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YLS Clinics Challenge ICE Detention Policy; Judge Certifies Statewide Class Action

A federal judge issued a ruling this week that will enable Connecticut and Massachusetts residents and others held by Immigration and Customs Enforcement (ICE) to challenge the lengthy detention of persons who pose no danger to the community. In his ruling, U.S. Judge Michael Ponsor rejected the government’s “dubious interpretation” of immigration statutes and certified a class of all immigrant detainees held six months or longer in Massachusetts. Judge Ponsor characterized the government’s arguments as “irrelevant,” “ultimately flawed,” and unable to “withstand scrutiny.”

The representative plaintiff for the class is Mark Reid, a lawful permanent resident from New Haven, Connecticut and veteran of the U.S. Army Reserve. Reid is currently detained by ICE in Massachusetts. Reid and class are represented by students from the Worker & Immigrant Rights Advocacy Clinic (WIRAC) and the Veterans Legal Services Clinic, part of the Jerome N. Frank Legal Services Organization at Yale Law School.

In July 2013, Reid filed a class action lawsuit in federal court on behalf of himself and other detainees who have been held for prolonged periods without a bond hearing. Judge Ponsor ruled in January 2014 that Reid was entitled to a bond hearing. Reid prevailed in his hearing, and will be released subject to certain conditions as soon as he raises $25,000 to post bond. He continues to fight his deportation to Jamaica, a country where he has no family or friends and has not visited for over 30 years. Judge Ponsor’s ruling yesterday permits all similarly-situated detainees to challenge their no-bond detention as well.

“I’m so glad to have gotten a bond hearing, but it’s wrong that ICE continues to deny this opportunity to others who can’t afford a good lawyer,” said Reid.

The decision should lead to an opportunity for long-term immigration detainees in Massachusetts to secure an individualized bond hearing and, in many cases, release from detention during the pendency of their removal case. In his January ruling granting Reid the right to a bond hearing, Judge Ponsor faulted ICE for its “steadfast” misconstruction of the immigration laws: “Absent an approach that deals with this issue globally, defendants will likely continue to apply their incorrect interpretation . . . in violation of the Fifth Amendment.”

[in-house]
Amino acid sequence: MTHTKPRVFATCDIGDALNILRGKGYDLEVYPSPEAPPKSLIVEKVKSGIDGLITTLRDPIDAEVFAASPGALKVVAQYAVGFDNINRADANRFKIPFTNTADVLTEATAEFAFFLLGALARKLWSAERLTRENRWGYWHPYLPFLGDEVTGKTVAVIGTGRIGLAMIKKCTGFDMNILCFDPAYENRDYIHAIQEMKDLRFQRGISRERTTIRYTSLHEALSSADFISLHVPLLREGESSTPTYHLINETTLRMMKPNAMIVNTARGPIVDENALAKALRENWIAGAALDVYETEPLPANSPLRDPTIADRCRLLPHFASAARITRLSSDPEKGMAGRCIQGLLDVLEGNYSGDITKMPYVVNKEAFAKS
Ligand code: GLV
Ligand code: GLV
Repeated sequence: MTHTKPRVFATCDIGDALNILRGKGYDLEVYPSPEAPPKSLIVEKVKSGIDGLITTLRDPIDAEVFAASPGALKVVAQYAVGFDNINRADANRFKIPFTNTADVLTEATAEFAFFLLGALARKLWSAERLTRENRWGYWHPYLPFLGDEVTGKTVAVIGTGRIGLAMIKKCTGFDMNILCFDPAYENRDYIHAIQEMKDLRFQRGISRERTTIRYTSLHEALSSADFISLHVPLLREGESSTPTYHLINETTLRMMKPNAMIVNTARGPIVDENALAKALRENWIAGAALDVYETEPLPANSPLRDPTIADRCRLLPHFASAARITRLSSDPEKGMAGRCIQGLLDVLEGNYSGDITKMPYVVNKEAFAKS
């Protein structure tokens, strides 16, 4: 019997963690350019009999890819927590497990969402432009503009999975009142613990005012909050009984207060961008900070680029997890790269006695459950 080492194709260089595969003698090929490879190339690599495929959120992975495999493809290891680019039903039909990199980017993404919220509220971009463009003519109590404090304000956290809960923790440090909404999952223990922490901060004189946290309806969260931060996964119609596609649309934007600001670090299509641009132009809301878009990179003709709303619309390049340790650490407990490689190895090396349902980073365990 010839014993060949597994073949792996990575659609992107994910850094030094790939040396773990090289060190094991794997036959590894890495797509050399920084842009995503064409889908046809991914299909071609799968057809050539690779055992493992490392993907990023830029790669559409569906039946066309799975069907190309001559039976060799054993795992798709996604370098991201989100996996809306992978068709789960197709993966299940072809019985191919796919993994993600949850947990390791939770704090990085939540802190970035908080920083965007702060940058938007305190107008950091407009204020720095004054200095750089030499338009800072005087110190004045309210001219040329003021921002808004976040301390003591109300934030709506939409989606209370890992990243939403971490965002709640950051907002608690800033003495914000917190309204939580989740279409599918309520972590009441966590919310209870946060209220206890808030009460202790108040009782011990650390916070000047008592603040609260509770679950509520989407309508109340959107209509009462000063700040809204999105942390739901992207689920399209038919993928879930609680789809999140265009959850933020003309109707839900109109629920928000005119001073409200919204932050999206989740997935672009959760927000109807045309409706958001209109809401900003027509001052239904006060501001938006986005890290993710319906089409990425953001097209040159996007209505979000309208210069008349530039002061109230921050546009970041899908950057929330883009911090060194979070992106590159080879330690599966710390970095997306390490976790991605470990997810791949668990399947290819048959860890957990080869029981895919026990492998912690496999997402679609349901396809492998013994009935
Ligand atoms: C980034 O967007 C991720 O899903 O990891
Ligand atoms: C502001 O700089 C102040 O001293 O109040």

Federal courts across the country have rejected ICE arguments that it may detain certain immigrants indefinitely. A series of court orders have required the agency to demonstrate that the people it detains are dangerous. But those rulings have granted relief only to individuals, leaving those without the resources to sue in federal court languishing in detention for months or years.

“Mr. Reid has been held in Massachusetts jails for almost 16 months,” says Devorah Toren ’16, a law student intern with the Veterans Legal Services Clinic of the Jerome N. Frank Legal Services Organization at Yale Law School. “He finally got his bond hearing, but it’s now time for other immigrants to have their day in court as well.”

“Federal courts around the nation have rejected ICE’s harsh and unlawful interpretation of immigration detention statutes,” said Lunar Mai ’15, a law student intern with the Worker & Immigrant Rights Advocacy Clinic of the Jerome N. Frank Legal Services Organization at Yale Law School.

“This class action will hopefully help persuade the Obama Administration to abandon its illegal and inhumane practices.”